Perfluorinated compounds (PFCs) have been widely used in industrial applications and consumer products. Their persistent nature and potential health impacts are of concern. Given the high cost of collecting serum samples, this study is to understand whether we can quantify PFC serum concentrations using factors extracted from questionnaire responses and indirect measurements, and whether a single serum measurement can be used to classify an individual′s exposure over a one-year period. The study population included three demographic groups: young children (2–8 years old) (N=67), parents of young children (<55 years old) (N=90), and older adults (>55 years old) (N=59). PFC serum concentrations, house dust concentrations, and questionnaires were collected. The geometric mean of perfluorooctane sulfonic acid (PFOS) was highest for the older adults. In contrast, the geometric mean of perfluorooctanoic acid (PFOA) was highest for children. Serum concentrations of the parent and the child from the same family were moderately correlated (Spearman correlation (r)=0.26–0.79, p<0.05), indicating common sources within a family. For adults, age, having occupational exposure or having used fire extinguisher, frequencies of consuming butter/margarine, pork, canned meat entrées, tuna and white fish, freshwater fish, and whether they ate microwave popcorn were significantly positively associated with serum concentrations of individual PFCs. For children, residential dust concentrations, frequency of wearing waterproof clothes, frequency of having canned fish, hotdogs, chicken nuggets, French fries, and chips, and whether they ate microwave popcorn were significant positive predictors of individual PFC serum concentrations. In addition, the serum concentrations collected in a subset of young children (N=20) and the parents (N=42) one year later were strongly correlated (r=0.68–0.98, p<0.001) with the levels measured at the first visits, but showed a decreasing trend. Children had moderate correlation (r=0.43) between serum and dust concentrations of PFOS, indicating indoor sources contribute to exposure. In conclusion, besides food intake, occupational exposure, consumer product use, and exposure to residential dust contribute to PFC exposure. The downward temporal trend of serum concentrations reflects the reduction of PFCs use in recent years while the year-to-year correlation indicates that a single serum measurement could be an estimate of exposure relative to the population for a one-year period in epidemiology studies.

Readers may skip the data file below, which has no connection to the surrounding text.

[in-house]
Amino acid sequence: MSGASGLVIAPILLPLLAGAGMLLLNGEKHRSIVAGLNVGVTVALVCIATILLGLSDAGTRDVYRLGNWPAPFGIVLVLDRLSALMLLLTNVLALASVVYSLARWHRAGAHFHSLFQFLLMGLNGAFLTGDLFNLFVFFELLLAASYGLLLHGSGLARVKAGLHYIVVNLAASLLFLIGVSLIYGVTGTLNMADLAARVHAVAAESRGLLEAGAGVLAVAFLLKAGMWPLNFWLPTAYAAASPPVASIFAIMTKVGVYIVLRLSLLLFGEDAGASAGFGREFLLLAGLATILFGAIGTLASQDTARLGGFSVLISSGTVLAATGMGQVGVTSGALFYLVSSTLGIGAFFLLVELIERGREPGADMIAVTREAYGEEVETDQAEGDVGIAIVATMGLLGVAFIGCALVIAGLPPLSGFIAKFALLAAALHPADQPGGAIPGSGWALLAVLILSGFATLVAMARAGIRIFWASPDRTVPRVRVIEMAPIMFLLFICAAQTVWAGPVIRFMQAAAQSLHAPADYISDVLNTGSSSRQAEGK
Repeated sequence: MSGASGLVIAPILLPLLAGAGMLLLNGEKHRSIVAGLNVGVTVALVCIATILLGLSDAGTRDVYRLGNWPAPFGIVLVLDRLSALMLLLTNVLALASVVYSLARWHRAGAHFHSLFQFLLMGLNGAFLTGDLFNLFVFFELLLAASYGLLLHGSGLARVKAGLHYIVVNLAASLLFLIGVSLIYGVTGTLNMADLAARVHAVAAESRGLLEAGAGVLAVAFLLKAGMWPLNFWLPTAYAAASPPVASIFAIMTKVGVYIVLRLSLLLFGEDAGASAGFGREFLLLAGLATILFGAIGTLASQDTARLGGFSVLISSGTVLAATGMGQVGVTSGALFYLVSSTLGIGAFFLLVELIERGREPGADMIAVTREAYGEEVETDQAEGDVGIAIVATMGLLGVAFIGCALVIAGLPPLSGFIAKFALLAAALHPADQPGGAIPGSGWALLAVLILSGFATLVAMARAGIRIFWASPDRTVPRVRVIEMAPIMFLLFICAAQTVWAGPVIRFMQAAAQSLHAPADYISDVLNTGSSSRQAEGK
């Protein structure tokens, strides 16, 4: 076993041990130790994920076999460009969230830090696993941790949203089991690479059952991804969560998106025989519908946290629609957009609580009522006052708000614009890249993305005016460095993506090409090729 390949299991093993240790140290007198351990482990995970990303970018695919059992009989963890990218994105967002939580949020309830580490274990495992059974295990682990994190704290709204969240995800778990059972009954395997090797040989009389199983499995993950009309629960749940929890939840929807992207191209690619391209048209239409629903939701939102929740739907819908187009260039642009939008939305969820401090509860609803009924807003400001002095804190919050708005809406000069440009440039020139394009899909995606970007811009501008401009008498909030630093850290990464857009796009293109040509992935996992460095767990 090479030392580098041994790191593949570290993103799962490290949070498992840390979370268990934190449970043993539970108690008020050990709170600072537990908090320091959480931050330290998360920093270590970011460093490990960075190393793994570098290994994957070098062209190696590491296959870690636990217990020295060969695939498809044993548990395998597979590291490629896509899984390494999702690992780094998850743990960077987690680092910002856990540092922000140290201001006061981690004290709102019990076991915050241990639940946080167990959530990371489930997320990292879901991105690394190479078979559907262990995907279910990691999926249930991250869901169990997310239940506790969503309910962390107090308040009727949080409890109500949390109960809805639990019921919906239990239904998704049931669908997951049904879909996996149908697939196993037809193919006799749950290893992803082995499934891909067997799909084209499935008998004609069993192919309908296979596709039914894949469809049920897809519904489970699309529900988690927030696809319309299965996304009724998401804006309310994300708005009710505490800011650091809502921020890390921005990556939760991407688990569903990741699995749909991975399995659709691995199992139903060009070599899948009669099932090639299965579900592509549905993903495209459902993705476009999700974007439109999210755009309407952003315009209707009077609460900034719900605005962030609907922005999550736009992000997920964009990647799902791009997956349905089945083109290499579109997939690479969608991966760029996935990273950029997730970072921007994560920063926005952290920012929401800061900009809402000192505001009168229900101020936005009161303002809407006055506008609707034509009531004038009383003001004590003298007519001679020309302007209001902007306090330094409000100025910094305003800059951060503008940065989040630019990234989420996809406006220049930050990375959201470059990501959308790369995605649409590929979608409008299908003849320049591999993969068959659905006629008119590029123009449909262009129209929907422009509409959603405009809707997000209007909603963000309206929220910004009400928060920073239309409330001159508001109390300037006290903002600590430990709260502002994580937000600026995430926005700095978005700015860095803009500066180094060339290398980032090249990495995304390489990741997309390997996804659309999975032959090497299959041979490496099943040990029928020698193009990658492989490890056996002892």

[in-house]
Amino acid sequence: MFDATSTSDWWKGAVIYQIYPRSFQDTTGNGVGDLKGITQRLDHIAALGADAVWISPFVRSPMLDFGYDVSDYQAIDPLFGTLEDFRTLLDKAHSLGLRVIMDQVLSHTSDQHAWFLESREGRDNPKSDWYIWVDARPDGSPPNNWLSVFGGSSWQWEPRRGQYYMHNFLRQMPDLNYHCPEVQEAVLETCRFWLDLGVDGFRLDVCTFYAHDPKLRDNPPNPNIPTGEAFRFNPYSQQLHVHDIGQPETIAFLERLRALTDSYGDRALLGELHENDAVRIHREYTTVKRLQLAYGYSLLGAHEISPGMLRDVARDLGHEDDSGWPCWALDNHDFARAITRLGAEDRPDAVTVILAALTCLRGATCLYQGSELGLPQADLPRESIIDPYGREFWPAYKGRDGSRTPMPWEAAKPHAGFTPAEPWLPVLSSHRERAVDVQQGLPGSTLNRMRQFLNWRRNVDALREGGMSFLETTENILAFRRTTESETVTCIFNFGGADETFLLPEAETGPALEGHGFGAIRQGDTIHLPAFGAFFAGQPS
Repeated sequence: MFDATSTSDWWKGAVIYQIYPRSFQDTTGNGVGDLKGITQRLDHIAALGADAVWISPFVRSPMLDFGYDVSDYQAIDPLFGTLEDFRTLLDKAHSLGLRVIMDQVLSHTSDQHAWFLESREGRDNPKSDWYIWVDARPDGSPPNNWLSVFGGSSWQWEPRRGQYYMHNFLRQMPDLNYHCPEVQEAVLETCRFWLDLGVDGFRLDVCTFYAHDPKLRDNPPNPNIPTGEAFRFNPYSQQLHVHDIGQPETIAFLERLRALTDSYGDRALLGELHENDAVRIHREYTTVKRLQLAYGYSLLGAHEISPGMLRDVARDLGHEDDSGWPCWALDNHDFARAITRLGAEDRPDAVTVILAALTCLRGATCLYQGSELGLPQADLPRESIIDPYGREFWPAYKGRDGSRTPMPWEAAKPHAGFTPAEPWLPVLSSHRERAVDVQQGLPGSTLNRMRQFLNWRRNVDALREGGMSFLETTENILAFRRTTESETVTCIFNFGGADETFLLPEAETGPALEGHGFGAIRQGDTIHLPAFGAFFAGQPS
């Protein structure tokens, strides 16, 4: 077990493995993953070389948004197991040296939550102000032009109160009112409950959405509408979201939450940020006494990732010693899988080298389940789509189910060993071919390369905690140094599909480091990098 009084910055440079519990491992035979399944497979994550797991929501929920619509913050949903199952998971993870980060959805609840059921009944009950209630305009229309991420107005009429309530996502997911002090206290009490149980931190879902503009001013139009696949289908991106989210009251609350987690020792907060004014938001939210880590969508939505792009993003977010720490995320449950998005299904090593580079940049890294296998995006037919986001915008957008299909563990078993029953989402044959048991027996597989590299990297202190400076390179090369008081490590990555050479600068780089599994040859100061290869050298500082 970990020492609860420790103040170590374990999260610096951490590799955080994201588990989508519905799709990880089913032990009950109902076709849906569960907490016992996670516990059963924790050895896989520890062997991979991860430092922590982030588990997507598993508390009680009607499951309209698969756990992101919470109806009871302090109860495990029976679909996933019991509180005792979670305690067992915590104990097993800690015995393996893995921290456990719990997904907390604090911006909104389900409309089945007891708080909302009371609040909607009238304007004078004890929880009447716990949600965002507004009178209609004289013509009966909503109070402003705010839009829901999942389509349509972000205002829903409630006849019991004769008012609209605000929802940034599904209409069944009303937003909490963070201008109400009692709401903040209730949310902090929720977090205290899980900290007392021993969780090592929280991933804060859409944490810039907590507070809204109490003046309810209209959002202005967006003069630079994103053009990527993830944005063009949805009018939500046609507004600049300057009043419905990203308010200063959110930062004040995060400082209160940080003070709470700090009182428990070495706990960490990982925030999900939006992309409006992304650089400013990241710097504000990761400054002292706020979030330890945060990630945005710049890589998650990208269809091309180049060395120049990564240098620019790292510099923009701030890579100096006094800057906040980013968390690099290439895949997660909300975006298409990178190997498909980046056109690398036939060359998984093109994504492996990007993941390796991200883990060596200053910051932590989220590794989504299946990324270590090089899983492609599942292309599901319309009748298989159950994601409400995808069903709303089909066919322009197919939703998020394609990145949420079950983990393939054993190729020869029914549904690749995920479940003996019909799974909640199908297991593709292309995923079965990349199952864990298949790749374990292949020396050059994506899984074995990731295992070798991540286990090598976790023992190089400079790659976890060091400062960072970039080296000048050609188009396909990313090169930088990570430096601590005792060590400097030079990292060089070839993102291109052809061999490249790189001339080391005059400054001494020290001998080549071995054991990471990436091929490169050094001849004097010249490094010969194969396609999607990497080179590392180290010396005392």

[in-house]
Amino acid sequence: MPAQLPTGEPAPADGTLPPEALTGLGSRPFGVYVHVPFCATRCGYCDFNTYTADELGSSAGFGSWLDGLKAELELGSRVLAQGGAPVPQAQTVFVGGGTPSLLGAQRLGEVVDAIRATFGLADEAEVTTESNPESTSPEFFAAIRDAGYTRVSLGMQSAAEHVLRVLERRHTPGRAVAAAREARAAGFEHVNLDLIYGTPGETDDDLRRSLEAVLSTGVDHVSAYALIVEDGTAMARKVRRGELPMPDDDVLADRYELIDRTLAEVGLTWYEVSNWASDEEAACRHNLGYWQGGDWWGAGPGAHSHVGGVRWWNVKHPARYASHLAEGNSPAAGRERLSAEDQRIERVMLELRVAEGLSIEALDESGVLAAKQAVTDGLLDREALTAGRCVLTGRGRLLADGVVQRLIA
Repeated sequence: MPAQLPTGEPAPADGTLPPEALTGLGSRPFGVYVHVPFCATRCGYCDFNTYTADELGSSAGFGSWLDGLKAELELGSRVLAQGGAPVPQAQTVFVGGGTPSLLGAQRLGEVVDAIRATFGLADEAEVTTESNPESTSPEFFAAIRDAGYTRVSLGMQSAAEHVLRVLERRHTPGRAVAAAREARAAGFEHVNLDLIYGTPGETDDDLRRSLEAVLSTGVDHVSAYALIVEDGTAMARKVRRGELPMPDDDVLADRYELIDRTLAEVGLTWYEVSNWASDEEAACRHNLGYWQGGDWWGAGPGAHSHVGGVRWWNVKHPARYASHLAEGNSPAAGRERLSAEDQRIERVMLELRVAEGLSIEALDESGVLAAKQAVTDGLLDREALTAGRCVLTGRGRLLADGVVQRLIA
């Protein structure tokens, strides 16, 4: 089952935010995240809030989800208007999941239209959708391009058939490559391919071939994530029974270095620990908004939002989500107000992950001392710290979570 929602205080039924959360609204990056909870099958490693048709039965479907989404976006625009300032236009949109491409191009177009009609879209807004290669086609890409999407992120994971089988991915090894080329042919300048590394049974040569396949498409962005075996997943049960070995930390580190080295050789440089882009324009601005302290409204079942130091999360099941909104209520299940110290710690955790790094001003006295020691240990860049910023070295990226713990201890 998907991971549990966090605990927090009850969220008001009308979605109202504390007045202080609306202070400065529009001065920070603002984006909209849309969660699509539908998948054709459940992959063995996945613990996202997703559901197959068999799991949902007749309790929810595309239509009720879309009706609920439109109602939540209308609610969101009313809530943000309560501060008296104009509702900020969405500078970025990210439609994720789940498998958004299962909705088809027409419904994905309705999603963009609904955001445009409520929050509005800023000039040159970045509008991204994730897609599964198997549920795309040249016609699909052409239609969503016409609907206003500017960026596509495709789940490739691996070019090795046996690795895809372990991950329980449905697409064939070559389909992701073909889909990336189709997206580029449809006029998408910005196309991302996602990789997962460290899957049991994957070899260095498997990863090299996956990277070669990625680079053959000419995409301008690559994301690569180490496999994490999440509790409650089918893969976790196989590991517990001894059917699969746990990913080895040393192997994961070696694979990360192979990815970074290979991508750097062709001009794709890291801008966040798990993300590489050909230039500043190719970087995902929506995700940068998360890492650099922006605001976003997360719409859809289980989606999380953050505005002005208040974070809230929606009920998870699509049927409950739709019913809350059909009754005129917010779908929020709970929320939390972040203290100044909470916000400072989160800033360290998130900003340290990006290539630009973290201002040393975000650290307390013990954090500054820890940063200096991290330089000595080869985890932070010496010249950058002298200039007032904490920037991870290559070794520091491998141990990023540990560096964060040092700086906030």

The progression of science is driven by the accumulation of knowledge and builds upon published work of others. Another important feature is to place current results into the context of previous observations. The published literature, however, often does not provide sufficient direct information for the reader to interpret the results beyond the scope of that particular article. Authors tend to provide only summary statistics in various forms, such as means and standard deviations, median and range, quartiles, 95% confidence intervals, and so on, rather than providing measurement data. Second, essentially all environmental and biomonitoring measurements have an underlying lognormal distribution, so certain published statistical characterizations may be inappropriate for comparisons. The aim of this study was to review and develop direct conversions of different descriptions of data into a standard format comprised of the geometric mean (GM) and the geometric standard deviation (GSD) and then demonstrate how, under the assumption of lognormal distribution, these parameters are used to answer questions of confidence intervals, exceedance levels, and statistical differences among distributions. A wide variety of real-world measurement data sets was reviewed, and it was demonstrated that these data sets are indeed of lognormal character, thus making them amenable to these methods. Potential errors incurred from making retrospective estimates from disparate summary statistics are described. In addition to providing tools to interpret “other people’s data,” this review should also be seen as a cautionary tale for publishing one’s own data to make it as useful as possible for other researchers.
Blog Post: CIA’s Top 15 Stories of 2015